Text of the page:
Red Tide is hitting the Tampa Bay area and this flare-up predated Tropical Storm Elsa, although the storm might have increased its severity.
According to Tampa area officials, 15,000 dead fish were collected on July 9 alone, and over a total of 25,000 dead fish have been collected in the 10 days leading up to the 9th. St. Petersburg officials have over 120 employees working to remove dead fish, while the numbers are increasing daily.
Multiple health warnings have been issued to residents of the Tampa Bay area.
Two Hillsborough County beaches were closed starting last week indefinitely until the red tide dies down.
New today: Hillsborough County has closed the beaches at Apollo Beach Nature Park and EG Simmons Park due to red tide in Tampa Bay. Park Ranger at Apollo Beach allowed me to come get some pictures. There’s a lot of dead fish here. @BN9 pic.twitter.com/jl8gddtrEJ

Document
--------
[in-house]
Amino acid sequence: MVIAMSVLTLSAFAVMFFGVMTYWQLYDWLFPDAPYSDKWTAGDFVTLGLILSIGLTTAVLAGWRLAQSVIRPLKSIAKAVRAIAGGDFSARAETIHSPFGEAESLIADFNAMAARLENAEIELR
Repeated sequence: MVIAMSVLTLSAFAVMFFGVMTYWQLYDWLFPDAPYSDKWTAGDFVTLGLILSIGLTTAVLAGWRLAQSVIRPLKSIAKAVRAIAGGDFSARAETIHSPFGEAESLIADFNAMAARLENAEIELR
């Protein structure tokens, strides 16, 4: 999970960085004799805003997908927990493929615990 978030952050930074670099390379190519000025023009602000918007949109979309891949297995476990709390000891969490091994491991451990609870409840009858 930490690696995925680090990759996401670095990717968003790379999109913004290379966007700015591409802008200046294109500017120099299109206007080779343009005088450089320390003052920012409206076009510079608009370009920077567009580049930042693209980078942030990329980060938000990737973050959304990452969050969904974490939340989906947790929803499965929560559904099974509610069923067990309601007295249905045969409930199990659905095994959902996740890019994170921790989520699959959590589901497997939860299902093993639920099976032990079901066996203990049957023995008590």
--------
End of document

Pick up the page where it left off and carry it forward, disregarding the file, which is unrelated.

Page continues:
— Tim Wronka (@TimWronka) July 10, 2021
Pinellas County officials have also given warning to residents and their pets to avoid areas experiencing the blooms if they have respiratory issues as Red Tide can be known to cause respiratory irritation.
“Some people may have mild and short-lived respiratory symptoms such as eye, nose, and throat irritation similar to cold symptoms,” the Florida Department of Health in Pinellas County wrote in an alert in June. “Some individuals with breathing problems such as asthma might experience more severe symptoms.”
Jim Ivey, environmental science and policy professor at the University of South Florida, said groundwater flow and storm runoff could have added to the red tide.
“Tampa Bay receives maybe up to 40 percent of its water through groundwater flow,” Ivey said. “That water that percolates down in the ground from people’s lawns can pick up a lot of nutrients that could fertilize the bloom.”
Red Tide is a naturally occurring algae-based organism known to pop up around Florida, and has been toxic to marine life.
However, Elsa could have also helped dilute the blooms, rather than spread them.
“A positive effect is that this storm may have spread the Red Tide out, and faster-growing cells, like diatoms, which split once or twice a day, could out-compete the Red Tide for nutrients,” Ivey said. “At least I hope that is what happens.”
– – –